Why do we listen to stock market forecasts?
Because we can. Forecast, that is. Anyone can do it.
The experts are wrong as often as they are right, studies show. And who remembers what someone said about the market six months or a year back?
Still, we listen, especially when an investor of Bill Gross's stature speaks. The Pimco head bond guru stands out for both his investing skill and his attention-grabbing market letters. To be sure, his investing record is among the best. But his big calls on the market are peppered with some big-time misses.
In the latest Big Call, he did not so much make a forecast as serve a death notice on the market, writing in his monthly investment outlook that "the cult of equity is dead" and likening equities to "a Ponzi scheme."
Gross, of course, is a bond guy, and for that reason alone, some people dismissed his August advisory. Indeed, it's been a solid month for stocks, and there is no consensus that the market is showing signs of any big moves either way based on valuations and technical factors.
"The truth is that, as usual, nobody has a clue where the market or the economy is going," says Hugh Johnson, chief executive of Hugh Johnson Advisors. "But that doesn't stop us from forecasting."
For fund managers and analysts, it's all about getting noticed. So bolder is better. If you can be right about the future, all the better. But it's not a requirement.
Because Gross is so well-known, even his tamest forecasts get picked up by the media. This one sent news wires and financial television into full spin, with Gross tweeting suggestions that there has been a deep culture change in the population of investors now coming of age.
"Boomers can't take risk. Gen X and Y believe in Facebook but not its stock. Gen Z has no money," Gross said.
But in this case, it was the colorful language, not the message, that was bold.
The Gross forecast. His key point was that investment returns going forward will not match the past. That would not surprise anyone, since returns on most investments are at historic lows.
"Most forecasts are extrapolations," says Johnson. That is surely true of Gross's latest.
Gross's bottom line? "A presumed 2% return for bonds and an historically low percentage nominal return for stocks—call it 4%, when combined in a diversified portfolio produce a nominal return of 3% and an expected inflation adjusted return near zero. "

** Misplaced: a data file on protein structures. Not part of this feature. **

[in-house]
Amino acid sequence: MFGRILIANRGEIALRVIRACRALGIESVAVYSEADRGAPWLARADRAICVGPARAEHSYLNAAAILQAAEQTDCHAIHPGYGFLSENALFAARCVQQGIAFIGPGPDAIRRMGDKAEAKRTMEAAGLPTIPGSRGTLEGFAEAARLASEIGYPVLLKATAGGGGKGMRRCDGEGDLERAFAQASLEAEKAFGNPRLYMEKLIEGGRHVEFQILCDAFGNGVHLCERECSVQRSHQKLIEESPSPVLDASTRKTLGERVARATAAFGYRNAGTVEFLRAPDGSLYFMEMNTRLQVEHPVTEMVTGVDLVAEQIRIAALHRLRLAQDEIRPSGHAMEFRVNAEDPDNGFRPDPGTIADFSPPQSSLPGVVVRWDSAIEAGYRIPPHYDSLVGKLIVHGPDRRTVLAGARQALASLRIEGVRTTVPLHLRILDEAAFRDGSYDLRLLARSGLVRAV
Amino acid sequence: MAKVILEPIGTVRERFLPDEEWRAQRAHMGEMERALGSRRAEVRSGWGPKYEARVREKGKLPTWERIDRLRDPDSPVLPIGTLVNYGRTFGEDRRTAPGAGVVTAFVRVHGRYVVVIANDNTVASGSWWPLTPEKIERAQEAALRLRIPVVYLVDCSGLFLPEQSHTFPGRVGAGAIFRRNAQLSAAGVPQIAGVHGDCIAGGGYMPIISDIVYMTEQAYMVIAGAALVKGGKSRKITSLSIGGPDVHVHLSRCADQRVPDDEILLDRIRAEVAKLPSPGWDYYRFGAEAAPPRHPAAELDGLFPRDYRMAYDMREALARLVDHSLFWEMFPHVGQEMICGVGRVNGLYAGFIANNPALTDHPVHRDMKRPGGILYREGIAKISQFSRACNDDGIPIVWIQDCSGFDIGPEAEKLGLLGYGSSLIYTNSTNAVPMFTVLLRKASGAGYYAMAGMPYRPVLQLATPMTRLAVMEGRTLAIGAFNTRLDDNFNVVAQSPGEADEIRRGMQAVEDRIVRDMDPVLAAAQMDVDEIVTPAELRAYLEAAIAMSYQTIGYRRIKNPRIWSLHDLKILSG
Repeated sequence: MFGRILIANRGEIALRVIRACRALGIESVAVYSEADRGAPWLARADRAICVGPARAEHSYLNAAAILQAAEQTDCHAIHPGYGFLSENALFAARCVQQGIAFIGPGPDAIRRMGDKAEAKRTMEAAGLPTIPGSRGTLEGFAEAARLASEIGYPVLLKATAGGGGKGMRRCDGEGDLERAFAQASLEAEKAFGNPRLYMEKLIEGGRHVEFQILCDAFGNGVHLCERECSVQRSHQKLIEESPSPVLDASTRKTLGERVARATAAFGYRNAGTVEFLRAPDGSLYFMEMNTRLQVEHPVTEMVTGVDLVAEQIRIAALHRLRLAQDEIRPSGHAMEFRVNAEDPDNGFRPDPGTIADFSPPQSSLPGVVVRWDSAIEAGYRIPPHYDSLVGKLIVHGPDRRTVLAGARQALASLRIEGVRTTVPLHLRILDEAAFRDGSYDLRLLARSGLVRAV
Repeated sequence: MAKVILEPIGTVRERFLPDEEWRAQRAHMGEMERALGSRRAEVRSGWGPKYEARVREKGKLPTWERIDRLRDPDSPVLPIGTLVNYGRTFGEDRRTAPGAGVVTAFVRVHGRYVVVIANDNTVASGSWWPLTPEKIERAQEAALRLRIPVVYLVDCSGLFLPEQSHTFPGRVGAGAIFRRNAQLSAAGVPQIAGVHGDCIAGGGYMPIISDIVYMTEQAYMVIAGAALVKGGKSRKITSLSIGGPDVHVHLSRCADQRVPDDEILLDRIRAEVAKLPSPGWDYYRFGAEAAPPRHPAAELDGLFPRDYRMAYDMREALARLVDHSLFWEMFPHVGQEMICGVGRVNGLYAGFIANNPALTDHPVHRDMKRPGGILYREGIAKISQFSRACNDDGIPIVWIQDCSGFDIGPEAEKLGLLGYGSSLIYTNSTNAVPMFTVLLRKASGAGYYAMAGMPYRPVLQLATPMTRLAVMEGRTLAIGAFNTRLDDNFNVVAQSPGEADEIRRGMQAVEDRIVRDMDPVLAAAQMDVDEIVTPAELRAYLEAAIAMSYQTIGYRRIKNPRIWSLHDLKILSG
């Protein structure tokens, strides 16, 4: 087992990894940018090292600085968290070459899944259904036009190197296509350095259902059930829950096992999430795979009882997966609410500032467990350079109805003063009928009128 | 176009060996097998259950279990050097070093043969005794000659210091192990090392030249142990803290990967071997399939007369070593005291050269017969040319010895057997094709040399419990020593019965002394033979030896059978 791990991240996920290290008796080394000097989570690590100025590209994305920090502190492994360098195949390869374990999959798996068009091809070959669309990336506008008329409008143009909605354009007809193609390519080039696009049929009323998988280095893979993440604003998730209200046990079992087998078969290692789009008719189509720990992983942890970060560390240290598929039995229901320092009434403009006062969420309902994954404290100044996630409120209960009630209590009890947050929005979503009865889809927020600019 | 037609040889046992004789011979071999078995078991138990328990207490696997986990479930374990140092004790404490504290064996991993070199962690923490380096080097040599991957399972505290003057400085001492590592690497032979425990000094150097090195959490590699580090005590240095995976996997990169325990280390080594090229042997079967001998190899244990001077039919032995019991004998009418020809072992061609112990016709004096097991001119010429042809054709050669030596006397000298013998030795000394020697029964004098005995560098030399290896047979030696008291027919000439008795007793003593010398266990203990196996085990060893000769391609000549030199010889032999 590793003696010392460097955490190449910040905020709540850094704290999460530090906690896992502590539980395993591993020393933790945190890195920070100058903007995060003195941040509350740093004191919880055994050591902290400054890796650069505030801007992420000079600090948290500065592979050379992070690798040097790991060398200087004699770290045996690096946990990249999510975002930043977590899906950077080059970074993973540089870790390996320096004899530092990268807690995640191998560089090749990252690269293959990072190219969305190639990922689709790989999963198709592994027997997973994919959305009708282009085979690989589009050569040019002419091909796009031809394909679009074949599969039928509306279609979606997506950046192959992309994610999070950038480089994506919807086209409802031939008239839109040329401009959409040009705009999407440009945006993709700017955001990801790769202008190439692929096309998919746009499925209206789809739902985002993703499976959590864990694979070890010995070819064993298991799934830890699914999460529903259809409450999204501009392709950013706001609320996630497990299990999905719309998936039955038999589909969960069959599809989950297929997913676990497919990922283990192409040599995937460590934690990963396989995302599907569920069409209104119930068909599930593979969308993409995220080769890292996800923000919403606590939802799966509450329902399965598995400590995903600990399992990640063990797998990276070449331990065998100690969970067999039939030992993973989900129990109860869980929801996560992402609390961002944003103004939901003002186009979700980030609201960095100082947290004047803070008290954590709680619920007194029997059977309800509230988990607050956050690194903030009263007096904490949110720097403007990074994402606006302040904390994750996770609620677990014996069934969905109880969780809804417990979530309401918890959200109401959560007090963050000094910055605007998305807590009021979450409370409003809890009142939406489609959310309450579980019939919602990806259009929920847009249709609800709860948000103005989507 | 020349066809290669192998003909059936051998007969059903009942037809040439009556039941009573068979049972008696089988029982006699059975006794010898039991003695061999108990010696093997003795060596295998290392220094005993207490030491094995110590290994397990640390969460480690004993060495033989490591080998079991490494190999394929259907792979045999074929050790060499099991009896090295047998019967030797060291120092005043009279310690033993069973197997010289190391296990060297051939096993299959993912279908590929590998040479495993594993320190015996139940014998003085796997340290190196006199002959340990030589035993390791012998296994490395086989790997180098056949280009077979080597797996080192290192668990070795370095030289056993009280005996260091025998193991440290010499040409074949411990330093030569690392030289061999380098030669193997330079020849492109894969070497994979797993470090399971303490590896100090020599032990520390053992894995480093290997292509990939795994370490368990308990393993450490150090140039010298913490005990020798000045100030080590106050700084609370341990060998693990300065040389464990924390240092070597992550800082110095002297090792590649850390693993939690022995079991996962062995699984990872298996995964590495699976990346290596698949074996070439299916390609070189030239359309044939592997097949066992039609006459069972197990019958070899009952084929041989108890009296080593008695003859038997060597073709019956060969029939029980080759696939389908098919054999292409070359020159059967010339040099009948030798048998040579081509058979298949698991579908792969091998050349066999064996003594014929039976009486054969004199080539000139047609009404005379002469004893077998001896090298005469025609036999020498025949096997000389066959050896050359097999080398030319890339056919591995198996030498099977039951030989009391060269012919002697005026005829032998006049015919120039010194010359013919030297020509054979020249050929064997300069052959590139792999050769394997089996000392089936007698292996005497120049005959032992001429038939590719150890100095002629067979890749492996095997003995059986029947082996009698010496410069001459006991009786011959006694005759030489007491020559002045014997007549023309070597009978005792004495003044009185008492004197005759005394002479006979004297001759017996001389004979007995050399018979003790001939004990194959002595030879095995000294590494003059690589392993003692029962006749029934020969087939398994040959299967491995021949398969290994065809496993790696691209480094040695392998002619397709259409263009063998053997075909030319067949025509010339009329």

That does not sound quite as dire and prophetic as "death of equities." Indeed, few would argue that returns are going to be lower for many investments. Gross also won't get much argument on the other part of his note, that inflation will rise as governments pour cash into their economies to cope with slow growth and high debt, although it has not been seen so far. He kept underlining the word "nominal" because that figure is not adjusted for inflation, something that needs to be taken into account in deciding investments.
But Gross did go a step further, saying that the best-known proponent of long-term investing, University of Pennsylvania finance professor Jeremy Siegel, had things wrong in his seminal work on stock market's long-term potential. Gross argued that the stock market has been rising at 3 percent above the rate of economic growth, something which cannot be sustained.
"The Siegel constant of 6.6% real appreciation, therefore, is an historical freak, a mutation likely never to be seen again as far as we mortals are concerned," Gross said.
It's the kind of colorful, clever language that delivers an audience. Gross is effective at getting his message out—a Google search shows 40 million results for Bill Gross. Warren Buffett generates 6 million.